In predicate logic, the operators and laws of Boolean algebra still apply. For example, if P and Q are one-place predicates and a is an entity in the domain of discourse, then P(a) →Q(a) is a proposition, and it is logically equivalent to ¬P(a) ∨ Q(a). Furthermore, if x is a variable, then P(x) → Q(x) is an open statement, and ∀x(P(x) → Q(x)) is a proposition. So are P(a) ∧ (∃x Q(x)) and (∀x P(x)) → (∃xP(x)). Obviously, predicate logic can be very expressive. Unfortunately, the translation between predicate logic and English sentences is not always obvious.
One of the commonly-made mistakes in predicate logic is the difference in translation between statements like: “All humans are mortal” and “There is a human that is mortal”. We discuss the difference in translation of these statements in one of our pencasts: youtu.be/FxR07brGvkw.
Let’s look one more time at the proposition “Roses are red”. If the domain of discourse consists of roses, this translates into predicate logic as ∀x Red(x). However, the sentence makes more sense if the domain of discourse is larger—for example if it consists of all flowers. Then “Roses are red” has to be read as “All flowers which are roses are red”, or “For any flower, if that flower is a rose, then it is red”. The last form translates directly into logic as ∀x(Rose(x) → Red(x)). Suppose we want to say that all red roses are pretty. The phrase ‘red rose’ is saying both that the flower is a rose and that it is red, and it must be translated as a conjunction, Rose(x) ∧ Red(x). So, “All red roses are pretty” can be rendered as ∀x((Rose(x) ∧ Red(x)) → Pretty(x)).
Here are a few more examples of translations from predicate logic to English. Let H(x) represent ‘x is happy’, let C(y) represent ‘y is a computer’, and let O(x, y) represent ‘x owns y’. Then we have the following translations:
• Jack owns a computer: ∃x(O(jack, x) ∧ C(x)). (That is, there is at least one thing such that Jack owns that thing and that thing is a computer.)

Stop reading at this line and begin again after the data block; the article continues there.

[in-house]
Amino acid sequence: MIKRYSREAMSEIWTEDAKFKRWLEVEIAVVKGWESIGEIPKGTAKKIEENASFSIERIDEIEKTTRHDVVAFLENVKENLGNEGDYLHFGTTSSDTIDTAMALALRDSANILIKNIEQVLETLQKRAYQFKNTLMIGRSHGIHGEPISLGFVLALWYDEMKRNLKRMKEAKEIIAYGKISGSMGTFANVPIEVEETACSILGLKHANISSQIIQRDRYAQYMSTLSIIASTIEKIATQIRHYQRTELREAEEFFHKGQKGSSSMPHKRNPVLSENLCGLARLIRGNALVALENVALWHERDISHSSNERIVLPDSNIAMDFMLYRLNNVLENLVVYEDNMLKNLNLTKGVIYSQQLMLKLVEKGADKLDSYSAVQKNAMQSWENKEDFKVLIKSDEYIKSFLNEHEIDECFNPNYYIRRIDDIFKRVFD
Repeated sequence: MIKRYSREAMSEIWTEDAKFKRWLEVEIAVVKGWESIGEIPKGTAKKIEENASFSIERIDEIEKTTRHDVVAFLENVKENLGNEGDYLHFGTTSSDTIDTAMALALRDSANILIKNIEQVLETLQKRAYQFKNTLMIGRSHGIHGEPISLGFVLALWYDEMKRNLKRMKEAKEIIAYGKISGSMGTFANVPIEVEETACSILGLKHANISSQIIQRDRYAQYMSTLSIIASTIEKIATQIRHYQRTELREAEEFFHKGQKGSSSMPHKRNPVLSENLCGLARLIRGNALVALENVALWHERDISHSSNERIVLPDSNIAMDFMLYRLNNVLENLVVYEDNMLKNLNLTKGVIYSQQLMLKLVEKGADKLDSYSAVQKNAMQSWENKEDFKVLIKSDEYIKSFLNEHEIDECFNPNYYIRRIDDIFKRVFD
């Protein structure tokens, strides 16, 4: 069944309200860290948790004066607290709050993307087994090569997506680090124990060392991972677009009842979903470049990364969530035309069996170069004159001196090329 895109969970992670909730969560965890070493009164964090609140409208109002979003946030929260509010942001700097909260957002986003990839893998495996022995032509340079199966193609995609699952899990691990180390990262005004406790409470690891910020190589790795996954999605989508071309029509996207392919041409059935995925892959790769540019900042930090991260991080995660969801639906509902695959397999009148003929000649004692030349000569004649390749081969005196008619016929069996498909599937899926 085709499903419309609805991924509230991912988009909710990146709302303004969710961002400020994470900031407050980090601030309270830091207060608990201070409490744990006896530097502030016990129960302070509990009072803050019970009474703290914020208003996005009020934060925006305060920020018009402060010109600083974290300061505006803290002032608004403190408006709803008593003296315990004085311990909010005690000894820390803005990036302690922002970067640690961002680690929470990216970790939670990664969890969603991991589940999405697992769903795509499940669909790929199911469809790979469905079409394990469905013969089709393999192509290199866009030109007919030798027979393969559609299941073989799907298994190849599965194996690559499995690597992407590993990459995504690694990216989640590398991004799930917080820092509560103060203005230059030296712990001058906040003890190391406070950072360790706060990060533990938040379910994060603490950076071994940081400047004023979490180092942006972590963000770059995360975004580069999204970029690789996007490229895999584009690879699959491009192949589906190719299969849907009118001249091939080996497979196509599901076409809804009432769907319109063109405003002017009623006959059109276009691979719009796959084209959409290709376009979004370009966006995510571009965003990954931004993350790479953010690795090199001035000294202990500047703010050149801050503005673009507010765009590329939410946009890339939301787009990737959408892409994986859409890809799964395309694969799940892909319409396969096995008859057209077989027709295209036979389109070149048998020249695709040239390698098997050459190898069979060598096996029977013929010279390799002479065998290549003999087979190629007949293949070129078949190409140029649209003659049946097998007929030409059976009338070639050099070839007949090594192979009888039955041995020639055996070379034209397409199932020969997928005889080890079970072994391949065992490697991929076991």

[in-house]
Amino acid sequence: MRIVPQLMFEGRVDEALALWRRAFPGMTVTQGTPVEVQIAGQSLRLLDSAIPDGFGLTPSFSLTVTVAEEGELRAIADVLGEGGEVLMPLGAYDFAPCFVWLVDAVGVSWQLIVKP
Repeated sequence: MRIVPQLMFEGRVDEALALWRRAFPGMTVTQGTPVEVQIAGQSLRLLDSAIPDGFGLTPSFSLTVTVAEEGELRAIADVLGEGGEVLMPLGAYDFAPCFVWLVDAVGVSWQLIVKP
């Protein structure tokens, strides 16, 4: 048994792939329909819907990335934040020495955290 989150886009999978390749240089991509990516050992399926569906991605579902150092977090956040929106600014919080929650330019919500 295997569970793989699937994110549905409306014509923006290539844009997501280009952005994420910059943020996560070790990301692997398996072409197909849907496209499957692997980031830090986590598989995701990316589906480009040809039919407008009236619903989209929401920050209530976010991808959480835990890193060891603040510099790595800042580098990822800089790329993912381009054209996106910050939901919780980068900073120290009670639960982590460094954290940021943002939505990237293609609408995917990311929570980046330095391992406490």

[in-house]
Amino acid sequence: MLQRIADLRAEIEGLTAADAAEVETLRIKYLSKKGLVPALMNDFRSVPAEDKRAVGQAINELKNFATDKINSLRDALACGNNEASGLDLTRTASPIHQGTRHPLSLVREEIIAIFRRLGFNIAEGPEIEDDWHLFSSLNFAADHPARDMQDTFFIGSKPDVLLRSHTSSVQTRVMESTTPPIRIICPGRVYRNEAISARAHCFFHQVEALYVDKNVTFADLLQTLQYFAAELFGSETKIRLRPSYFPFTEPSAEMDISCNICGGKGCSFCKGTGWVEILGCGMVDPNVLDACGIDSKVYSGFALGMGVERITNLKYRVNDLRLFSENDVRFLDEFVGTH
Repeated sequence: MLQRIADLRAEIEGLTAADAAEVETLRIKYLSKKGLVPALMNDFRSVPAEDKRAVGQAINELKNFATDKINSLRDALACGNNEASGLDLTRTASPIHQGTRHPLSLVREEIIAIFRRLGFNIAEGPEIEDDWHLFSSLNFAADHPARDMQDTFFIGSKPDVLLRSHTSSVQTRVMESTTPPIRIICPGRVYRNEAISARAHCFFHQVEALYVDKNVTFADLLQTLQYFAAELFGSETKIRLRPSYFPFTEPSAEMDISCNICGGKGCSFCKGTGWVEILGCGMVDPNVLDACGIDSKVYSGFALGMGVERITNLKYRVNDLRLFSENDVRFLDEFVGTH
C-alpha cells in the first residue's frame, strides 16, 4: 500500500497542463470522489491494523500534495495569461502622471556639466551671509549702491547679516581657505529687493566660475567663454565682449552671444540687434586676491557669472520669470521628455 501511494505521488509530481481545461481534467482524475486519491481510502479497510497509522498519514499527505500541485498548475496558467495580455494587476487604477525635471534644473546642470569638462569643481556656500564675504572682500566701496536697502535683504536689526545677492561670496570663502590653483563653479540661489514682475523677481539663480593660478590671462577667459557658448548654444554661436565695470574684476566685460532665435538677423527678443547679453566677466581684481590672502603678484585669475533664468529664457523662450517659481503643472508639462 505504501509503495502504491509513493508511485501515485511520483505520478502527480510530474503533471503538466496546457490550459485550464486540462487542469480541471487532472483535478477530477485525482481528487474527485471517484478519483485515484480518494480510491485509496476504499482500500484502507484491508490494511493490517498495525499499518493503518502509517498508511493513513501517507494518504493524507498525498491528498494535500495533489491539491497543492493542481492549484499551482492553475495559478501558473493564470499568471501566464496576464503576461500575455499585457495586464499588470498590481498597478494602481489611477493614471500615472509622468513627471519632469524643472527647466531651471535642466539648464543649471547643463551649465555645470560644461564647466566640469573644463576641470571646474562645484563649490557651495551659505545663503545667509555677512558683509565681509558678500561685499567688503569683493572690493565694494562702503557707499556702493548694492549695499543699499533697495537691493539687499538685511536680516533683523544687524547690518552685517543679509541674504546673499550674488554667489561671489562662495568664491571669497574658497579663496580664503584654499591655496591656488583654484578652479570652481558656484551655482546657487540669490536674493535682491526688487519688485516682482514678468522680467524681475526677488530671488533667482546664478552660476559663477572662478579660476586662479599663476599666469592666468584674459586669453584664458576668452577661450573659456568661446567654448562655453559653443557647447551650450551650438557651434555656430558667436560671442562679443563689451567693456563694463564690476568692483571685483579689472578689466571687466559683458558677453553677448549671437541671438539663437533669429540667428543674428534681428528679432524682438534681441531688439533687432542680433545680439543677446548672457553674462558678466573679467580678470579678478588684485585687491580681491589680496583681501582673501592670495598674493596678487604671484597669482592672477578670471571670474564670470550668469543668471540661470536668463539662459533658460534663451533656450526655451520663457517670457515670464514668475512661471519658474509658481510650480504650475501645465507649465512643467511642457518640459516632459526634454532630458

- Everything Jack owns is a computer: ∀x(O(jack, x) → C(x)).
- If Jack owns a computer, then he’s happy: (∃y(O(jack, y) ∧ C(y))) → H(jack).
- Everyone who owns a computer is happy:
∀x( (∃y(O(x, y) ∧ C(y)) → H(x)) ).
- Everyone owns a computer: ∀x ∃y(C(y) ∧ O(x, y)). (Note that this allows each person to own a different computer. The proposition∃y ∀x(C(y) ∧ O(x, y)) would mean that there is a single computer which is owned by everyone.)
- Everyone is happy: ∀xH(x).
- Everyone is unhappy: ∀x(¬H(x)).
- Someone is unhappy: ∃x(¬H(x)). ( )
- At least two people are happy: ∃x∃y H(x) ∧ H(y) ∧ (x ) . (The stipulation that x is necessary because two different variables can refer to the same entity. The proposition ∃x∃y(H(x) ∧ H(y)) is true even if there is only one happy person.)
- There is exactly one happy person:
(∃xH(x))) ∧ (∀y∀z((H(y) ∧ H(z)) → (y = z))). (The first
part of this conjunction says that there is at least one happy person. The second part says that if y and z are both happy people, then they are actually the same person. That is, it’s not possible to find two differentpeople who are happy. The statement can be simplified a little however, to get: ∃x(H(x) ∧ ∀y(H(y) → (x = y))) Do you see why this works as well?)